2020’s biggest moments for women’s basketball
As the end of the year approaches, it’s easy to shift focus onto what will hopefully be better times in 2021. But despite all the struggles and tragedies that occurred this year, there are still a few bright spots to look back on and be proud of.
COVID-19 has brought a cloud of uncertainty and change over the sports world this year. Most recently, Duke’s women’s basketball program ended its season after facing coronavirus cases of its own. Teams have also experienced a fair share of rescheduling and cancellations for pandemic-related reasons.
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- Your Day in Women’s Basketball, January 5: Out with the old, in with the NET
- Your Day in Women’s Basketball, December 22: Texas A&M stays undefeated
Sports are navigating a strange environment right now, but despite all that this year has thrown at them, they’ve still managed to do what they do best: showcase incredible athleticism and highlight the best parts of humanity.
Here are some of the ways women’s basketball made the best out of an unkind year.
1. Social activism in the WNBA. This year the WNBA was able to not only have a successful season, but they dedicated that season to social justice. In July, the league and WNBPA announced that it was launching a new platform called The Justice Movement, which would “amplify the voices and leadership of WNBA players.” Players would also wear warm-up shirts that said “Black Lives Matter” on the front and jerseys that bore Breonna Taylor’s name on the back.
Before each game this season teams honored a woman of color who had been killed by police officers. In a summer rocked by racial injustice, players worked tirelessly to organize campaigns from within the bubble that would highlight Black voices and stories.
The NBA made similar statements and allowed players to choose phrases they wanted on their jerseys. While these efforts were under a much larger spotlight in 2020, players in both leagues have been fighting for social justice for years.
2. Bubble viewership. The WNBA bubble was home to 147 games in 73 days. Fans got to see Sue Bird and the Seattle Storm win their fourth title, with Breanna Stewart bouncing back after an injury year.
Beyond basketball, the bubble provided a window into these players’ lives. Fans got to know them on a more personal level thanks to things like social media, player vlogs and greater media coverage. In fact, this season the league saw an increase in support as well as viewership, which was up 68 percent across networks.
3. VanDerveer gets 1,099th win. Just a couple of weeks ago, Stanford head coach Tara VanDerveer became the winningest coach in women’s basketball history. VanDerveer passed Pat Summit after a 104-61 dub over Pacific became her 1,099th career win. The team has won two games since then.
— Stanford Women’s Basketball (@StanfordWBB) December 16, 2020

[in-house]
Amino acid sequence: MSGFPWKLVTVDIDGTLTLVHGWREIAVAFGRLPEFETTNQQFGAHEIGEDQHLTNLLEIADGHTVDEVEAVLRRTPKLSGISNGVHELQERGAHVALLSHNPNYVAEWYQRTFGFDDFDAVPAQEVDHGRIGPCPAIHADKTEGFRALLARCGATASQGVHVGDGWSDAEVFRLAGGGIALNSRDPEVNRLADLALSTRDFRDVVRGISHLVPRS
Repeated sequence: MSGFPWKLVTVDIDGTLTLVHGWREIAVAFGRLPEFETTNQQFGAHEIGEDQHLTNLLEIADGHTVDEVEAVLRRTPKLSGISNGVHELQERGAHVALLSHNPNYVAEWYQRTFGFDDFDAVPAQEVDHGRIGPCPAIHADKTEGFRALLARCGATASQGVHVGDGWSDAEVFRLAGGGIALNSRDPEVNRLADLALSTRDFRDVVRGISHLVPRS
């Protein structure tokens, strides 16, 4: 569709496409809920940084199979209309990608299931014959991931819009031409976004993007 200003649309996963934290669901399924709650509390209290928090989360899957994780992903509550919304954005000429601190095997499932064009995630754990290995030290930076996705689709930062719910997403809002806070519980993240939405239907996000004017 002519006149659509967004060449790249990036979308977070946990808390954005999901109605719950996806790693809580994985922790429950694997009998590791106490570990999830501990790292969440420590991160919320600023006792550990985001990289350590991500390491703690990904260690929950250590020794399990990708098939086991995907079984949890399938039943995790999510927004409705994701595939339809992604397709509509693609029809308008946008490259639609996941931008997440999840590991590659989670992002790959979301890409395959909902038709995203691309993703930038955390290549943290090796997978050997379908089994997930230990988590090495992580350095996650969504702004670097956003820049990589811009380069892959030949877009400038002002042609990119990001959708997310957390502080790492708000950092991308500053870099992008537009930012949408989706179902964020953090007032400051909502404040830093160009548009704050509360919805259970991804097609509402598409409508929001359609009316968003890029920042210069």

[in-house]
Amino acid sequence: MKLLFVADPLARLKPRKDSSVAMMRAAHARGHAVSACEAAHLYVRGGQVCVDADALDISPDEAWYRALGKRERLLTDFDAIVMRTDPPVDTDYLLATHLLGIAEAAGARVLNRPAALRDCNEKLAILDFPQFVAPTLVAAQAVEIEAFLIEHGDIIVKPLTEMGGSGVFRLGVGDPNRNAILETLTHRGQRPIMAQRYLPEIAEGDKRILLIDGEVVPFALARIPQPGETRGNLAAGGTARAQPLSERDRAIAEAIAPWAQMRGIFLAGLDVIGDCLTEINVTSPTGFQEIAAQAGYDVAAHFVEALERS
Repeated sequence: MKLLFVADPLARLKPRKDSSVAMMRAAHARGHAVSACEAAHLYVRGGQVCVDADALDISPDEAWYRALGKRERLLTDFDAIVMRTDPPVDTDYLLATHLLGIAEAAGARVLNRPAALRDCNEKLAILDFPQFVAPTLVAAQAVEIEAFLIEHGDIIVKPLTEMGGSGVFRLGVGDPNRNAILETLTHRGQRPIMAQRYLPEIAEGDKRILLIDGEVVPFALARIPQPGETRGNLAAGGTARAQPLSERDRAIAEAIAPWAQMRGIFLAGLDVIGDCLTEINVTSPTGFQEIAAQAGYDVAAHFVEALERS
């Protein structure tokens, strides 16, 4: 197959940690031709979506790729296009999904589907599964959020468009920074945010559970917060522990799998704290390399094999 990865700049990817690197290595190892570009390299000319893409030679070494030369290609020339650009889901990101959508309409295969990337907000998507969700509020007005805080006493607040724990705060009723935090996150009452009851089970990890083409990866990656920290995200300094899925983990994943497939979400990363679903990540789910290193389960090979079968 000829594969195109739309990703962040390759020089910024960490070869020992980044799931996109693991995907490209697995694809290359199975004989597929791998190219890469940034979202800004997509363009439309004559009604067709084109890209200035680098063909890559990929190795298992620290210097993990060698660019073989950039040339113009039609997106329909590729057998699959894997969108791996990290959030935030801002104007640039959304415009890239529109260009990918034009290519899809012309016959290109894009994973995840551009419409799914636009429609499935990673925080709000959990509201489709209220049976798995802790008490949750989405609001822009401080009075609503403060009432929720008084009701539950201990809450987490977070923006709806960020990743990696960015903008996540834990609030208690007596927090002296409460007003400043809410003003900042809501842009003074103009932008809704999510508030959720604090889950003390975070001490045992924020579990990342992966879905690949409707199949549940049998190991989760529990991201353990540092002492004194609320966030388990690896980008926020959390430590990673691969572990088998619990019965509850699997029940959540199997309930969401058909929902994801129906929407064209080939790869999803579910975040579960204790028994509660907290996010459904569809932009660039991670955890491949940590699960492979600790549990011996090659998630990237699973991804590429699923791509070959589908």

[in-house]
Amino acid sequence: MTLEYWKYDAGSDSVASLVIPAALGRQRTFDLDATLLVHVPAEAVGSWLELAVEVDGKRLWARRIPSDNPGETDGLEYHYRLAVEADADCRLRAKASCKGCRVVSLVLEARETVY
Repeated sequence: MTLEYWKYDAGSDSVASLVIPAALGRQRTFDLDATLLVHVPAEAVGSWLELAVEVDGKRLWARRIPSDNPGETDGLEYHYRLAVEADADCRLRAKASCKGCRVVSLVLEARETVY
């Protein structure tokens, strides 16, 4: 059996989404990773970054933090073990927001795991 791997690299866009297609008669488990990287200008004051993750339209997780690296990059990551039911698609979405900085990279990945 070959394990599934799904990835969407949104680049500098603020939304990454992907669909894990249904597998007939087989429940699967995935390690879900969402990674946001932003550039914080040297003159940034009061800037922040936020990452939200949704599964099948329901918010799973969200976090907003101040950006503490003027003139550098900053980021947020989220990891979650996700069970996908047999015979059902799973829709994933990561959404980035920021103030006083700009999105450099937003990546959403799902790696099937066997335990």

4. Natasha Cloud, Chiney Ogwumike and A’ja Wilson named to Forbes “30 Under 30” list. These three women embody what it means to be an athlete in today’s society and excel at combining their athletic prowess with their passion to help build a better future.
Cloud is known for her activism. After opting out of the 2020 season, she channeled her efforts into the community, marching in Philadelphia after George Floyd’s murder and leading a march in D.C. on Juneteenth with Mystics and Wizards players.
Ogwumike has expanded her media presence since her move to Los Angeles, and this summer she became the first Black woman to host a daily national radio show (“Chiney and Golic Jr.”). Her activist efforts focus on voting rights and she served as a poll worker in her hometown of Houston on Election Day.
Wilson was a blast to watch in the bubble and earned herself the 2020 WNBA MVP award after leading the Las Vegas Aces to the Finals. When she’s not balling out on the court, she’s using her platform to speak out for Black girls and is also a founding member of LeBron James’ More Than a Vote team. Wilson has also racked up some notable sponsorships over the years, including Nike and Mountain Dew.
5. The orange hoodie movement. This is much more than just a cool hoodie. It became an icon this year, with players across leagues rocking it before games or in their down time. You may have heard of a few of them: LeBron James, Naomi Osaka, Devin Booker, Jayson Tatum, Michael Thomas, the list goes on! Kobe could also often be found courtside in his orange hoodie.
Why does this matter? Clothes are an expression of who we are and can be seen as a visual representation of what we support or believe in. Athletes, reporters, celebrities, and fans all coming together and repping this hoodie helps to grow the community around the the league and expand the fanbase.
This support has stretched beyond the WNBA and into leagues like the NWSL and the PWHPA, who also have their own hoodies.